11/09/2018 17:26 BST | Updated 11/09/2018 17:26 BST

Why Abstinence Isn't The Only Path To Addiction Recovery

If we’re serious about addressing the scourge of addiction, we must first address the ill-informed approach that exacerbates shame in those most vulnerable

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Abstinence has become the de-facto standard for anyone who is struggling with addiction of any sort – alcohol, drugs, porn, gambling or otherwise.

Abstinence sounds great because the collateral damage and consequences associated with addiction are so enormous – broken relationships, billions of dollars lost, criminal behaviour, violence, terminated employment, and even death.

In the face of such terrible outcomes, abstinence sounds like a perfect solution.

The problem is that it’s not working.

There are three main problems with using abstinence as the gold standard of success in treating addiction.

If we don’t address these issues, we will continue struggling with an addiction problem that delivers more loss, more hopelessness and more death for
years to come.

Myth #1 – Abstinence must be the first step on the road to recovery

This is a big one. So much so that most of you who just read that line have accepted it as fact.

“Someone has to want to quit,” and “the only requirement for membership is a desire to stop drinking,” are some of the clearest examples of this deeply-engrained belief.

But here’s the thing, research I conducted in 2010 proved to me what so many of us know – over 50% of people who struggle with addiction (the number is likely much higher) are not ready to commit to quitting fully. And this is one of their primary reasons for not going and getting help. In essence, making this a requirement for everyone who wants to engage in treatment has created a very scary reality – about 90% of those who struggle with addiction don’t get treatment for it, a statistic that isn’t replicated in any other health-related context.

In case this isn’t clear, let me say it this way – we cannot help the people who don’t come in for help. So why are we making the most difficult decision one that has to be made before an individual starts receiving assistance? I equate this to telling someone with two broken legs they can receive physical therapy as long as they don’t use their wheelchair to get to the office… All it does is keep people away. So let’s stop it.

Myth #2 – People abstain after treatment

Abstinence is more than the ticket into treatment, it’s also the way we measure success.

Depending on which study you believe, success rates for traditional treatment range from 30% to about 5%. The longer the time lapsed between treatment completion and the outcome measured, the worse the statistic.

Those 80% success rates you see in marketing materials? They’re essentially a work of pure fiction and manipulated statistics. But here’s the thing, I’ve had dozens of clients tell me that they lie to their peers about their sobriety all the time. Even the good research numbers we do see are likely incredibly inflated.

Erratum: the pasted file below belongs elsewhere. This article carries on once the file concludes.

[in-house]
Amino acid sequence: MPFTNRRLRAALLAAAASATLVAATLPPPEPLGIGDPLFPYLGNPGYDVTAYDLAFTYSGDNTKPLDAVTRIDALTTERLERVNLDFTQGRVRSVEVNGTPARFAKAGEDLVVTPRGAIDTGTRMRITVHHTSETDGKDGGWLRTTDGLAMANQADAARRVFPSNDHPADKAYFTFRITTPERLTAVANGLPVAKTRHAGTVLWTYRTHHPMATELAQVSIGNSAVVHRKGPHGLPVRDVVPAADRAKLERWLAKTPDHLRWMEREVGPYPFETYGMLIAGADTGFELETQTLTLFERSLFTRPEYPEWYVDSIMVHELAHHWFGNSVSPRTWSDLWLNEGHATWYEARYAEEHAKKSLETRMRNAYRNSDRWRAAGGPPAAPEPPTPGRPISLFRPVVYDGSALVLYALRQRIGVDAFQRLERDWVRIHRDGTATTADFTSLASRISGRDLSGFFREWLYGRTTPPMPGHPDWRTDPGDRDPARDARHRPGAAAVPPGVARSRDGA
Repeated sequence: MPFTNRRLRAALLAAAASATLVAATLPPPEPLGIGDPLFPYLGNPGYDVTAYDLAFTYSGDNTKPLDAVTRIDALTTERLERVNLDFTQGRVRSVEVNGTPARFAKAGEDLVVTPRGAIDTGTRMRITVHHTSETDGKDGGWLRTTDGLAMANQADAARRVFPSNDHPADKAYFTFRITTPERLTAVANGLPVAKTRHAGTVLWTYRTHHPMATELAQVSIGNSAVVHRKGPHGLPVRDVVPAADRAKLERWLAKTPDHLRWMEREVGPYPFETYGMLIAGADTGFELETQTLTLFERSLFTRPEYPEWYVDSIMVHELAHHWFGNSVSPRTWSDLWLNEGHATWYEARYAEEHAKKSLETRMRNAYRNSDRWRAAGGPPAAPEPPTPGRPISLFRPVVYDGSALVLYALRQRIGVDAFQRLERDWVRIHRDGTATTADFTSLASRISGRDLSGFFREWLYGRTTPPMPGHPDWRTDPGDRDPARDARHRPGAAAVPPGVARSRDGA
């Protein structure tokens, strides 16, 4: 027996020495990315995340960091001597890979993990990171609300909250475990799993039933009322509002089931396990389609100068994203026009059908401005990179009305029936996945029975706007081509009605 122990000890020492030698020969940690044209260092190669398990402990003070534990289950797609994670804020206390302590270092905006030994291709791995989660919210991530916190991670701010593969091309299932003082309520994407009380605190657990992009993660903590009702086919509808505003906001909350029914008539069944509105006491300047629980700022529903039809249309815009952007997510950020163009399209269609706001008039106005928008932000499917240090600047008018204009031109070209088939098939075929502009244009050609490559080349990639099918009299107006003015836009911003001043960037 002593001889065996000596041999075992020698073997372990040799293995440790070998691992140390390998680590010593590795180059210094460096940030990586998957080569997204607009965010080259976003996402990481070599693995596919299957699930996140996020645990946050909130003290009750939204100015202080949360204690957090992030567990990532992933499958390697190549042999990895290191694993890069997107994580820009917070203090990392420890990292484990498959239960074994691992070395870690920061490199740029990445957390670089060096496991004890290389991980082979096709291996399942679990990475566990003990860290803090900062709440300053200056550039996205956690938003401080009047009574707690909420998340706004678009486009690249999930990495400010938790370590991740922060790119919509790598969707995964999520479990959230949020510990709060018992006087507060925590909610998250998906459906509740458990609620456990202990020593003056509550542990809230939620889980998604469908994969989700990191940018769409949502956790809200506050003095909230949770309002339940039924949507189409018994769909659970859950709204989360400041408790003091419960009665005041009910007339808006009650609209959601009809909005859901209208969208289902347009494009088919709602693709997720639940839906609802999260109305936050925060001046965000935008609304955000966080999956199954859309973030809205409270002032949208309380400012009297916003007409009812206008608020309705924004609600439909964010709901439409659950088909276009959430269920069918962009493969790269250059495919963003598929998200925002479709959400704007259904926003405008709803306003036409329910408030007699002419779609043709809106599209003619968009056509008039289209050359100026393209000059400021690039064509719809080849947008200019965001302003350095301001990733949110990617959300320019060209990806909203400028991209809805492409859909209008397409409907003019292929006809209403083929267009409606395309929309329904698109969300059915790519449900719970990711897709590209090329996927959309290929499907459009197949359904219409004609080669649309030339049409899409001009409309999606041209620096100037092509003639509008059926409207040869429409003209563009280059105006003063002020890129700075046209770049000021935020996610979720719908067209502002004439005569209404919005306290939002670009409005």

A number of studies show that individuals are likely to lie about their sobriety when asked directly. Estimates of this sobriety inflation show the real success rates are as low as half of the numbers those participants self-report.

One study conducted at the University of Connecticut made a startling discovery about abstinence in alcohol treatment – while 30%-40% of participants reported drinking during the duration of the treatment, ankle monitors they wore showed that 97% of them drank.

We’ve been blaming addicts for lying about their use for years, but could their reason for lying be the unrealistic expectation of perfection adherence

Myth #3 – Abstinence is a good measure of a successful recovery

If you look at the criteria for a substance-use disorder, quantity of consumption is simply not included.

You’re not an “alcoholic” (I personally hate that term) because you drink a certain amount of alcohol; you are diagnosed with a problem because of consequences and lack of control. But your success is measured by continuous abstinence from said consumption.

We’re measuring recovery from a problem in a different way than that which we use to measure the problem. But everyone knows a “dry-drunk” who is completely miserable and distraught even though they’re sober.

We should be measuring success by the resolution of the problems that our clients came to us with – the repairing of relationships, re-engagement at work, and the continual improvement of one’s circumstances should be markers of a successful recovery. But if substance use hasn’t ceased, those markers are simply not attended to.

Even if a person has cut back their consumption by half, or 80%, their inability to “quit” will mark them as recovery failures. It makes no sense and it’s not the way we measure recovery in any other field.

These myths, to my mind, are the cause of much of the frustration we experience in the addiction field. More importantly, they are the cause of the debilitating suffering and hopelessness that those we purport to help feel every day. 

If we’re serious about addressing the scourge of addiction we must first address the ill-informed approach that exacerbates, rather than resolve, shame in those most vulnerable. We have to start with understanding and support instead of blame and condemnation. Only then will we have a chance to truly solve this endemic problem.

Adi Jaffe, PhD, is a research psychologist, addiction specialist, and founder of IGNTD-Igniting Lives Beyond Limits. His book The Abstinence Myth is out now.